As Israel celebrates its 70th birthday, it would be appropriate if some note were made of the role played by Hank Greenspun, the Jewish Las Vegas newspaper publisher who risked going to prison to secretly ship arms to the Hagana during Israel's war for independence.
Greenspun executed a daring gun-smuggling operation in 1947 that delivered surplus machine guns and airplane parts to Israel during its struggle, gaining praise from founding Prime Minister David Ben-Gurion for "extraordinary service" and later from Prime Minister Shimon Perez, who called Greenspun "a hero of our country."
The gun-smuggling incident was classic Greenspun, related during a later interview when he talked about convincing a reluctant Mexican shipowner to get the vessel, which had been filled with the weapons, on its way by holding a gun under his nose and saying "I'll count to five." He was convicted in 1950 and fined $10,000, the decision of a federal judge who decided on a fine instead of imprisonment.
It was in 1950 that he bought a struggling union newspaper launched by striking employees of the Las Vegas Review-Journal and renamed it the Las Vegas Sun where, as editor and publisher for almost 40 years, he was just as likely to make news as to cover it. From battling the mafia with front-page stories to shouting down Sen. Joseph McCarthy to his friendship with Howard Hughes, he was often (as he said of himself) "crossing the line between newsman and newsmaker."
I write now of Greenspun, a one-time client from my time as an executive with UPI, because in anticipation of Israel's anniversary, I recently reviewed the movie of his life, Where I Stand: The Hank Greenspun Story.
Although Hank's story is laid out in a compelling 90-minute documentary narrated by Anthony Hopkins and produced, written and directed by Scott Goldstein, a two-time Emmy award-winning producer, who told me in a phone conversation this week: "This is the best thing I ever did in my life," it hasn't found a film distributor.
When I asked Hank's son, Brian, a few days ago if there was any effort still going on to achieve broad visibility for the documentary, he said: "None that I know of though I believe Hank's story would make sense on Amazon or Netflix."
When I mentioned at the beginning of this Harp about some appropriate note being made of Greenspun's contributions to Israel's independence quest, it occurred to me that some able investor might wish to step forward to make sure Greenspun's story is finally widely told.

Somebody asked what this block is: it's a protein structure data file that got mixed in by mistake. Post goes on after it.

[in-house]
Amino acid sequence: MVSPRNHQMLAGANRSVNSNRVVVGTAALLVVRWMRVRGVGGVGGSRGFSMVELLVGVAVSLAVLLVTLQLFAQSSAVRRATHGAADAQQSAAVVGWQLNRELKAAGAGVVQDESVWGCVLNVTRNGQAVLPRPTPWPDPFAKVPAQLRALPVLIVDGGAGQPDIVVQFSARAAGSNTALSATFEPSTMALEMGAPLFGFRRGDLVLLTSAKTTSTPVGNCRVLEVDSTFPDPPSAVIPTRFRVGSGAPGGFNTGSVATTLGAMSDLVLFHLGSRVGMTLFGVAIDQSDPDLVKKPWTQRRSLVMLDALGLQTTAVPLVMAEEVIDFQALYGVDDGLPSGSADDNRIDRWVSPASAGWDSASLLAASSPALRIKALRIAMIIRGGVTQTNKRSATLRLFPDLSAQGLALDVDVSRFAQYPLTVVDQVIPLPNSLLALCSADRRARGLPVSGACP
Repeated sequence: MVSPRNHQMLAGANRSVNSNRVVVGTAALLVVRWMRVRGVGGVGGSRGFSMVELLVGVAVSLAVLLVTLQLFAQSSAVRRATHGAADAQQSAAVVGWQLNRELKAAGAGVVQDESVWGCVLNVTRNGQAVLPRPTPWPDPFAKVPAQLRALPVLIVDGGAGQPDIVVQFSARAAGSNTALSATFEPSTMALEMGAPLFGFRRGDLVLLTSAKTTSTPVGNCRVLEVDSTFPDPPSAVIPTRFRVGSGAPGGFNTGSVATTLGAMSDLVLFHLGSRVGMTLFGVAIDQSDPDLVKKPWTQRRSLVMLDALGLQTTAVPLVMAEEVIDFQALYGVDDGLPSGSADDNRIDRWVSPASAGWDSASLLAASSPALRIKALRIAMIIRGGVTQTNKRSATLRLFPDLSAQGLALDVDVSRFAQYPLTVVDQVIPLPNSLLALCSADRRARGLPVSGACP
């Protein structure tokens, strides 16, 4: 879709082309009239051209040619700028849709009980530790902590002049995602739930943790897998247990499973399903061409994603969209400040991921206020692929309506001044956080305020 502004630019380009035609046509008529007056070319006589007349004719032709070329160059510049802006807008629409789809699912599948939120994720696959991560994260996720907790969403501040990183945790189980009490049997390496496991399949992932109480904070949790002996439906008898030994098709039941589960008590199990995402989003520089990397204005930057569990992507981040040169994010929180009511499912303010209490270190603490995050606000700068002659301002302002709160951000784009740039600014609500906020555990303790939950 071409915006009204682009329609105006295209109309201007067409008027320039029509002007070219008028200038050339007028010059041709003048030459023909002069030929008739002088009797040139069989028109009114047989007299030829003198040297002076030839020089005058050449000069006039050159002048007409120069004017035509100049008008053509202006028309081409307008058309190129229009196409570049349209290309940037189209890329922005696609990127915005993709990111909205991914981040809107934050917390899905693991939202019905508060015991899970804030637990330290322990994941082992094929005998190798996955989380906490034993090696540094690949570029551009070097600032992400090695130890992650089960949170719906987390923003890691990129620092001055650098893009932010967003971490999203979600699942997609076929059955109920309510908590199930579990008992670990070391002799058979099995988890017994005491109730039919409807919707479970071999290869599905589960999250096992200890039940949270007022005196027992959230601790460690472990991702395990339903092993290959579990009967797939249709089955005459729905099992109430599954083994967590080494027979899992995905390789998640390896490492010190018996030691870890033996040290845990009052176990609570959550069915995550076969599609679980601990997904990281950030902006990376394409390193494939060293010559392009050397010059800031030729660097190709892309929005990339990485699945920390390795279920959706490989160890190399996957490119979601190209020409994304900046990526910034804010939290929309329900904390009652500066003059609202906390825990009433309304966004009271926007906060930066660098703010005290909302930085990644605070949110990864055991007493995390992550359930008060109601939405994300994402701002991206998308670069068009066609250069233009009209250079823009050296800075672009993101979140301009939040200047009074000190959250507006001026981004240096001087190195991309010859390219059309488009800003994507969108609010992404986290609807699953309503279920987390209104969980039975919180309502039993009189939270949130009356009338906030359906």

The name of the movie came from the name of Greenspun's column that ran on the front page of the Sun almost every day from his launch of the newspaper in May of 1950 until his death in July of 1989.
The movie, including many clips of interviews with Greenspun before his death, was paid for by Greenspun's children, including Brian, now editor and publisher of the Las Vegas Sun, with the intent to get it into general distribution.
Goldstein came by the opportunity to do the documentary almost by accident as the Greenspun family was directed to him by a mutual contact.
Goldstein admits to having been "apprehensive" at first because "I'd never heard of him and I didn't want to just get paid to make the world's most expensive home movie (the budget was just under $1 million)."
But Goldstein says he was "shocked that I got no notes or directions nor any kind of interference" from Greenspun's children or his wife, Barbara, who took over as publisher of the Sun after Hank's death and died in 2010, a year or so after the documentary was finished. "They truly just wanted my best work."
For those who see the movie, as I was fortunate to do in Seattle when it was featured at the Jewish Film Festival and promoted with the help of the Washington News Council, it's difficult not to catch the same fire Goldstein evidences for someone like Greenspun at a time when heroes are in short supply.
Greenspun, a New York-educated lawyer who was a decorated World War II combat officer, got his first taste of Las Vegas as a publicist for mobster Bugsy Siegel's Flamingo Hotel and went on to be a pioneer real estate investor and developer with a vision of what Vegas could be, then a crusading newspaper publisher.
A unique aspect of the documentary is the many look-back stories told by Greenspun himself in later-in-life interviews, some obviously in anticipation of a future documentary.
in The weapons-smuggling event was one of many related the documentary. Another was when a hit man hired by Vegas mobsters irate over Greenspun's harassment of them in his newspaper showed up at his home one evening and advised Greenspun, after Brian was told to go upstairs, that he was there to kill him.
Brian, who only went halfway upstairs and listened in, related on camera that his father talked the hitman out of shooting him in front of his family but rather meeting him the next morning to do it, then "taking care of it" before the meeting could occur.
Hank described Joe McCarthy, at a time when many still feared the senator's wrath, as "a red. White and blue-clad smokescreen to trample the rights of our citizens," as he shouted McCarthy down when he appeared for a rally in Las Vegas.
There is some indication that that encounter opened the door to Edward R. Murrow's documentary that brought McCarthy down, with Murrow supposedly saying to his crew, "if some newspaper guy in Nevada can put him down, we need to do this."
Reflecting on his father's life in an email to me, Brian said: "Hank Greenspun represented a generation of Americans who knew right from wrong in an instant and spent a lifetime acting on that belief. While he was extraordinary at so many levels, in the end, he was just an individual trying to do his best to make this world a little better place than he found it . Today's world needs a whole lot of Hank Greenspuns."